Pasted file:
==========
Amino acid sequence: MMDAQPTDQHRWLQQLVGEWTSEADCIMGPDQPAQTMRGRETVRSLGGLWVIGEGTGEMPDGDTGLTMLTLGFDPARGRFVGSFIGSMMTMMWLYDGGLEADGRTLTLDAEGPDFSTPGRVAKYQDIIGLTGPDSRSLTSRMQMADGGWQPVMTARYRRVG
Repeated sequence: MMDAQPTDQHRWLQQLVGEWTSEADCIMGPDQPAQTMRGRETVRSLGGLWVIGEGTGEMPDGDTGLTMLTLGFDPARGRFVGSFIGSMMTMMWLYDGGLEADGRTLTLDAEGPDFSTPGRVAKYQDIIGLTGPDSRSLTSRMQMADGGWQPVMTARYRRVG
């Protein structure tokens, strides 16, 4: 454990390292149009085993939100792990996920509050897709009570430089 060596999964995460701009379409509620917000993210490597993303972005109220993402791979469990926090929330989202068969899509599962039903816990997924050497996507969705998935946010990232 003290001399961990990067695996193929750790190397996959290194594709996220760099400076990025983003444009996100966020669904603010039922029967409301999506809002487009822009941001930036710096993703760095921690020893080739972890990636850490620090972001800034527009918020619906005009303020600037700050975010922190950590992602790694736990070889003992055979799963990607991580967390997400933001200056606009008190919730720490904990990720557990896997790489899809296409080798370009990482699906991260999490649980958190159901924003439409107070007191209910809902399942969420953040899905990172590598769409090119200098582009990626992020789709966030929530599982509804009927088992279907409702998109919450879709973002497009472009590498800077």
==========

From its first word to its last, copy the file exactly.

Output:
Amino acid sequence: MMDAQPTDQHRWLQQLVGEWTSEADCIMGPDQPAQTMRGRETVRSLGGLWVIGEGTGEMPDGDTGLTMLTLGFDPARGRFVGSFIGSMMTMMWLYDGGLEADGRTLTLDAEGPDFSTPGRVAKYQDIIGLTGPDSRSLTSRMQMADGGWQPVMTARYRRVG
Repeated sequence: MMDAQPTDQHRWLQQLVGEWTSEADCIMGPDQPAQTMRGRETVRSLGGLWVIGEGTGEMPDGDTGLTMLTLGFDPARGRFVGSFIGSMMTMMWLYDGGLEADGRTLTLDAEGPDFSTPGRVAKYQDIIGLTGPDSRSLTSRMQMADGGWQPVMTARYRRVG
């Protein structure tokens, strides 16, 4: 454990390292149009085993939100792990996920509050897709009570430089 060596999964995460701009379409509620917000993210490597993303972005109220993402791979469990926090929330989202068969899509599962039903816990997924050497996507969705998935946010990232 003290001399961990990067695996193929750790190397996959290194594709996220760099400076990025983003444009996100966020669904603010039922029967409301999506809002487009822009941001930036710096993703760095921690020893080739972890990636850490620090972001800034527009918020619906005009303020600037700050975010922190950590992602790694736990070889003992055979799963990607991580967390997400933001200056606009008190919730720490904990990720557990896997790489899809296409080798370009990482699906991260999490649980958190159901924003439409107070007191209910809902399942969420953040899905990172590598769409090119200098582009990626992020789709966030929530599982509804009927088992279907409702998109919450879709973002497009472009590498800077």